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Pollen Allergy And Hay Fever In Cats

A pollen allergy can also affect cats – regardless of whether they are outdoors or indoor cats. You can find out how hay fever in cats manifests itself here.

Pollen begins to fly in spring. Not only many people, but also some cats are allergic to pollen. Read here how you can recognize hay fever in your cat and how you can help your pet.

Causes of Hay Fever

Especially in spring, there are many allergy-causing particles buzzing through the air. These so-called “allergens” can cause an overreaction of the body-insensitive cats.

In this case, harmless substances are classified as dangerous by the immune system and appropriate defense mechanisms are initiated, which are referred to as allergic reactions.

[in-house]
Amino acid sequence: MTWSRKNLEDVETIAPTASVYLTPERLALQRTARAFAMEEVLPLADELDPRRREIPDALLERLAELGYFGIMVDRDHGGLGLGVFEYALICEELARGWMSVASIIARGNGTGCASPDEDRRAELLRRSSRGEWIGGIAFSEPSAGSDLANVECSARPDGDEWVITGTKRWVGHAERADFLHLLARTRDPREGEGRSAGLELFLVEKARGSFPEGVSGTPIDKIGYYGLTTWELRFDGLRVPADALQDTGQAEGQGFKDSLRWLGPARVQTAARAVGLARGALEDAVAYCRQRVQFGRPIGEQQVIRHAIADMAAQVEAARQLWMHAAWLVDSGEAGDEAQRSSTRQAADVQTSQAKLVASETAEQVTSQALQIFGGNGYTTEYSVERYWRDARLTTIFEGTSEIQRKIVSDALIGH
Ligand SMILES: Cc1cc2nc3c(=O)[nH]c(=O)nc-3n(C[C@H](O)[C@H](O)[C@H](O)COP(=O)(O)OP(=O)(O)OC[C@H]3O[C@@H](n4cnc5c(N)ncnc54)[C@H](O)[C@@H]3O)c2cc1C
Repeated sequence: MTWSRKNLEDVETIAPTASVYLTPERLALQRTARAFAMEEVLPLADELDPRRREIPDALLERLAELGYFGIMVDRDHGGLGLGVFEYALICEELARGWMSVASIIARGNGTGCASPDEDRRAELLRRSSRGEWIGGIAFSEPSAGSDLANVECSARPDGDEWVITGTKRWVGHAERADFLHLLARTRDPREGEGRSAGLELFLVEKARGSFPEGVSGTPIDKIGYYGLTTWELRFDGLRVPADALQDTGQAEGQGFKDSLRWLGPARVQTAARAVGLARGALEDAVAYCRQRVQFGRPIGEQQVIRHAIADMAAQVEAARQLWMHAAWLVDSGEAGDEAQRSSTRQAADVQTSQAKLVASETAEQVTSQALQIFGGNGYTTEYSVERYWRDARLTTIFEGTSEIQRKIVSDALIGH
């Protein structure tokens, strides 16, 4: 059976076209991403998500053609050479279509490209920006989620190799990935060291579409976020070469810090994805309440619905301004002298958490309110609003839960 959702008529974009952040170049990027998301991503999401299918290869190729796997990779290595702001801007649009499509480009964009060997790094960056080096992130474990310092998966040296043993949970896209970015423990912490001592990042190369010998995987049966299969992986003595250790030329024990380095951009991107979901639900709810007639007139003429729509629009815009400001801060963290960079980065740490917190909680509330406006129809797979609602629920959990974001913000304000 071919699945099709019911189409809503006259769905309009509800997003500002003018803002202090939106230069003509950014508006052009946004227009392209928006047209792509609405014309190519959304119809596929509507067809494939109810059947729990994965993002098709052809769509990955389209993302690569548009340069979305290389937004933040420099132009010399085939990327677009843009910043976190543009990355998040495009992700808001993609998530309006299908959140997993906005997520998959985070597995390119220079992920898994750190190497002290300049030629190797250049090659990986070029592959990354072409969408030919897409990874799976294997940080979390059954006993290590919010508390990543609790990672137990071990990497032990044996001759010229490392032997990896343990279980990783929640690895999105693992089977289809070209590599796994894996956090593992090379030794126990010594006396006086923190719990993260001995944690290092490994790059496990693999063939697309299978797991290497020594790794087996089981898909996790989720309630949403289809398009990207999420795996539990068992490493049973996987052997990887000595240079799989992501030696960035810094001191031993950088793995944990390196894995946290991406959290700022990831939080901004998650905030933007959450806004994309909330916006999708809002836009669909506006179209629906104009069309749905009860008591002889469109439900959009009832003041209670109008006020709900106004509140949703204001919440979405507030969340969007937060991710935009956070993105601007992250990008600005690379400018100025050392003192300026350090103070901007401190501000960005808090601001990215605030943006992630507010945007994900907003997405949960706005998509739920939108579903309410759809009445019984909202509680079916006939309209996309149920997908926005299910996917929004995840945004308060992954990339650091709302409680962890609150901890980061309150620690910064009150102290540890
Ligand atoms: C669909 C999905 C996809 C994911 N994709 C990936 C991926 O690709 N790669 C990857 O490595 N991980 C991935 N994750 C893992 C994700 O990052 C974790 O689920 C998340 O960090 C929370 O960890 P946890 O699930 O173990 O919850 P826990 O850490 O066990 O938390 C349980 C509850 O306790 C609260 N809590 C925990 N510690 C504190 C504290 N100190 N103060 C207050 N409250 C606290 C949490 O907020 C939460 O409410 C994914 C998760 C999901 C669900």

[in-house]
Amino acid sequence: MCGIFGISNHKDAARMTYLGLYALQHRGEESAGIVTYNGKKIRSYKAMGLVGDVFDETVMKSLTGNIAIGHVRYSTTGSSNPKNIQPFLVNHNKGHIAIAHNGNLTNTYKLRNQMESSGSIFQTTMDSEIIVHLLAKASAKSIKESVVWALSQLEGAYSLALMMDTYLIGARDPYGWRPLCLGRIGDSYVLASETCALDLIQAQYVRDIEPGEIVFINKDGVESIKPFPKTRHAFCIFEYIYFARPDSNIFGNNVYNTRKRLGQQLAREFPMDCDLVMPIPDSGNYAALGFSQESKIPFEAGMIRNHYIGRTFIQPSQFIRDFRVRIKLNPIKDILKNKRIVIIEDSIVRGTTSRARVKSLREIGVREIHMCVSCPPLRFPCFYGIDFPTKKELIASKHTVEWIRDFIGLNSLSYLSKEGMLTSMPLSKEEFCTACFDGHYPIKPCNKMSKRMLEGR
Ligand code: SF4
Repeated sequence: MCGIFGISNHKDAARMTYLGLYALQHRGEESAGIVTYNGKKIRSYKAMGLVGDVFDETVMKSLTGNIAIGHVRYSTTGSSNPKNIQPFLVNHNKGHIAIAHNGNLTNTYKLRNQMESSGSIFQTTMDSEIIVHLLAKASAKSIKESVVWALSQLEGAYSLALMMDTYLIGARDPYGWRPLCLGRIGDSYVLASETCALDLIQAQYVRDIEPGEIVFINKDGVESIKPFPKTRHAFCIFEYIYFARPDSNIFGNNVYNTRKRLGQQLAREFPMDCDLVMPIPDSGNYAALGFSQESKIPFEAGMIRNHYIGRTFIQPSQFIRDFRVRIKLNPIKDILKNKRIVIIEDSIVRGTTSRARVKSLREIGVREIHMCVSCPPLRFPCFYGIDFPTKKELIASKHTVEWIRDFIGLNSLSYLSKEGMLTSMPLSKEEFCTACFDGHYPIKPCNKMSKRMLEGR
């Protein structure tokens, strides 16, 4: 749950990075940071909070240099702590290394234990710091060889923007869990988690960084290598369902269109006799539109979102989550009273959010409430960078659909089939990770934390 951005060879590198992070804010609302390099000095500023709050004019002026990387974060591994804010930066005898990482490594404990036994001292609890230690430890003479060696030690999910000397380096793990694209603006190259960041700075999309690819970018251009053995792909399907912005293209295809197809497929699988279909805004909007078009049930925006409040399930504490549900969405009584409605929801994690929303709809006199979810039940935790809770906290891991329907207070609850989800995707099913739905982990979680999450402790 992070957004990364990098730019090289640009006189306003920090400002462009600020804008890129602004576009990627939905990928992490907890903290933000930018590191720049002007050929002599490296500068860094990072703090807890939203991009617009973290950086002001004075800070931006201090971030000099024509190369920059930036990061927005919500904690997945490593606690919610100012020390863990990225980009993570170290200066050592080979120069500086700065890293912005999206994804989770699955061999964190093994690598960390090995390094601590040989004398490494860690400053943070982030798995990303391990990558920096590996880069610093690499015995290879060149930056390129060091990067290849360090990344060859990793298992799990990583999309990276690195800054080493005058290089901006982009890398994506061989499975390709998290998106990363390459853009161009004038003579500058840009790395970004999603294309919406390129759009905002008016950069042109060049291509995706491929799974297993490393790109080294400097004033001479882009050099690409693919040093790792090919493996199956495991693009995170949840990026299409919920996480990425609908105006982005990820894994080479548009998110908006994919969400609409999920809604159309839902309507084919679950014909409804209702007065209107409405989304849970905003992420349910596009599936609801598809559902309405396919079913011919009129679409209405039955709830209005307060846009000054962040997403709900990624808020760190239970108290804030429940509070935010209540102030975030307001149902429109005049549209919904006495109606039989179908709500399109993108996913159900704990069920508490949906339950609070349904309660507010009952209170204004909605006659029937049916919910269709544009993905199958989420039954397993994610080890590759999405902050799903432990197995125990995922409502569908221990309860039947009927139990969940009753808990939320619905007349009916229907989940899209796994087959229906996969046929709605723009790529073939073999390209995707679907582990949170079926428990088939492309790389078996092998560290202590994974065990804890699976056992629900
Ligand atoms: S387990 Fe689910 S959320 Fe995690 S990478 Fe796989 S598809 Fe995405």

Symptoms of Hay Fever

Hay fever manifests itself differently in cats than in humans. Atopic dermatitis, i.e. allergic skin inflammation, usually occurs when the cat suffers from a pollen allergy.

These skin reactions cause severe itching. The cat licks itself intensively on the affected areas, especially on the face, limbs, and stomach. This damages the skin barrier: hair loss, inflammation, and scab formation occur.

The symptoms of a pollen allergy occur seasonally. The predisposition to such an allergy is largely inherited.

Watery eyes, frequent sneezing, and a runny nose in cats are not a sign of a pollen allergy! Have these symptoms been evaluated by a veterinarian?

Allergy Leads to Asthma

Cats are the only animals that, like humans, can suffer from allergic asthma. In asthma, allergens such as pollen trigger an immune system reaction that causes the bronchi to contract spasmodically.